We live in a digital age. That much has long been clear (and oversaid — the digital age is neither a secret nor, any longer, a novelty). It’s an age in which any happy occasion is documented on Instagram with efficient, timely precision. Concerts and house parties play host to a sea of people with one arm stretched overhead, thumb firmly clamped down on the ‘video’ button in order to share the riotous, crowded, deafening scene on their Instagram stories — thus cementing a blurry, haphazard snippet of their night on fellow users’ home screens for 24 hours: until the next gig, or the next house party, and it all starts again.
We capture occasions. Some of us do it better than others, with better filters (or better timing); but we have an inherent need to document the fun, glamorous, ‘better looking’ parts of life. The more ‘stylish’ these parts are, the better. And with that in mind, there are more than a few reasons why Slim Aarons: Style — the latest book to shed light on the renowned photographer’s sun-drenched, long-limbed, luxury-clad images of the world’s elite, authored by Shawn Waldron and Kate Betts — is especially prescient just now.
Firstly, because in a post-lockdown era (and immediately following London Fashion Week), personal style is bursting afresh out of our wardrobes, bigger and better than ever before, Secondly, because — no matter how long we may agonise over the perfect #candid shot or the ideal merging of filters — Aarons always, always did it better; and always will. And it’s for this reason that a book brimming over with breathtakingly glamorous images of — to use Aarons’ own oft-quoted words — “attractive people in attractive places doing attractive things” — is just the thing to add to your bookshelf this autumn.
This is not the first book to be dedicated to Aarons’ world-famous, universally acknowledged talent. Poolside with Slim Aarons, for example, brought us myriad sun-dappled, chlorinated waters, an abundance of lithe, tanned physiques and the opportunity to dive headfirst into a golden age of abundance and wealth, populated only by those who had the money and social standing to be afforded entry. But Slim Aarons: Style is the first book to focus predominantly on the style and fashion at play in Aarons’ work: and in this sense, it’s unlike any other Aarons book to have come before it.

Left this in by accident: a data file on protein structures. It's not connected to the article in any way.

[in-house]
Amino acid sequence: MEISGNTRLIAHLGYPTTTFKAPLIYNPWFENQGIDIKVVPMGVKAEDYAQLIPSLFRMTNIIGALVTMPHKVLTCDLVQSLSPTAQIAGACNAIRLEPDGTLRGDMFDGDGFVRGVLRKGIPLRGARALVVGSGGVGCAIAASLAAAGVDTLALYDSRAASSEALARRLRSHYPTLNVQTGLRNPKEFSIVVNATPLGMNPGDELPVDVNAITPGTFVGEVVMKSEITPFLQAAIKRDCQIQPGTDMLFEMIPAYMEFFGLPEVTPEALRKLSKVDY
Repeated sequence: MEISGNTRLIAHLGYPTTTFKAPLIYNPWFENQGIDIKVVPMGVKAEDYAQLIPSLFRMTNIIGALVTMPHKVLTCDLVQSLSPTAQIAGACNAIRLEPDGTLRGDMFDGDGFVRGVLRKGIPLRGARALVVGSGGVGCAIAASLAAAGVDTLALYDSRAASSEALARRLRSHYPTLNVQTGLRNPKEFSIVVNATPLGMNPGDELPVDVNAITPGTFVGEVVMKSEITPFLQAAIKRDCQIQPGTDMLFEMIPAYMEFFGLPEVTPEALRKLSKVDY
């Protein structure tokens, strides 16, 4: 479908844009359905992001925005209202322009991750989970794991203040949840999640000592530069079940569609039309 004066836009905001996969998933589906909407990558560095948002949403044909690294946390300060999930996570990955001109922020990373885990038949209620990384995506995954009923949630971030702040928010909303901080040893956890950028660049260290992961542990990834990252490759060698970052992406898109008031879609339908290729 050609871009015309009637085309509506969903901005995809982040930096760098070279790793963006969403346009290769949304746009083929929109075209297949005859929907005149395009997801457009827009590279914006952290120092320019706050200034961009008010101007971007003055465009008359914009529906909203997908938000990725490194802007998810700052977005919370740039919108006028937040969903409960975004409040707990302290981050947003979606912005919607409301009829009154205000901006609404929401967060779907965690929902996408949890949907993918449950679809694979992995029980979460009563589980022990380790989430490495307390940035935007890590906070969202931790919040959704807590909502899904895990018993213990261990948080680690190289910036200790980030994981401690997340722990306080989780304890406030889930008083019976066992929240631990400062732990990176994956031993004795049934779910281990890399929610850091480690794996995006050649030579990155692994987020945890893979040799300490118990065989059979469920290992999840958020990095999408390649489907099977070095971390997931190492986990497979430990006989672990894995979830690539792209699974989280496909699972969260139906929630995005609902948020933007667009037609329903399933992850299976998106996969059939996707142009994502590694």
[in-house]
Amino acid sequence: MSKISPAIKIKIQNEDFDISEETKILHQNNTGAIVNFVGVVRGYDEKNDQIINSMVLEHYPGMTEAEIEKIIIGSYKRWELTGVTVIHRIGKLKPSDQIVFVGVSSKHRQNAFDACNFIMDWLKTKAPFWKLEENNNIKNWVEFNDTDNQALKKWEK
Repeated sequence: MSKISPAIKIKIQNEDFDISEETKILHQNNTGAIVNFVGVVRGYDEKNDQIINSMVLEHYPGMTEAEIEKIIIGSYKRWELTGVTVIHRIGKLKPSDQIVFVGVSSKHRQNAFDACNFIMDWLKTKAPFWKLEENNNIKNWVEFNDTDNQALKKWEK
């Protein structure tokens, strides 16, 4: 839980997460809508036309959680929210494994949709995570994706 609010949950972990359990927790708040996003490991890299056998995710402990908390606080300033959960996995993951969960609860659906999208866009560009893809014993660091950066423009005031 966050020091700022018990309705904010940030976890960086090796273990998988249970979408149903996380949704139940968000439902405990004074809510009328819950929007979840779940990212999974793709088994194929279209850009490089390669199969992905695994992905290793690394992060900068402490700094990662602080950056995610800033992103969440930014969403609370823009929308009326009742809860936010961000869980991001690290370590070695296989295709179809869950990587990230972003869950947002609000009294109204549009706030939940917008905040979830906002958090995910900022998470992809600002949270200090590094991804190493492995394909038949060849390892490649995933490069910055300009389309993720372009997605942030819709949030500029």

As the book reminds us, Aarons often declared that he was not a fashion photographer; and in the traditional sense, he wasn’t. He focused on people — people, places, activities and, yes, dress. But to say Aarons didn’t prioritise style would be untrue — he did. He just extended and expanded the typical understanding of the word ‘style’, through broadening it beyond the purely wardrobe-related into an all-encompassing, definitive way of being.
"It's called 'lifestyle' for a reason..."
And it’s this holistic definition of style on which Slim Aarons: Style focuses. The photographs are organised seasonally (beginning with spring, and ending with winter), and they span from the 1940s to the 1990s, demonstrating how style evolved across the decades — style that doesn’t focus simply on what clothes the subjects are wearing, but on the sort of lives they’re living, too. It’s called ‘lifestyle’ for a reason — the merging of the words ‘life’ and ‘style’ is no coincidence, gents.
It’s a philosophy we’ve long advocated at Gentleman’s Journal. To be a true man of style, a gentleman should consider his grooming habits and the watch on his wrist as well as the clothes he wears; but so, too, should he consider his etiquette; his home interiors; his travel destinations; the food he eats, and the cocktails he sips; the car he drives; the books he reads — and so on. True style can be particular to a certain sort of life; life can be imbued with chic, sophisticated style. Aarons knew this; and Slim Aarons: Style conveys Aarons’ skill better than we ever could. A picture can tell a thousand words, after all.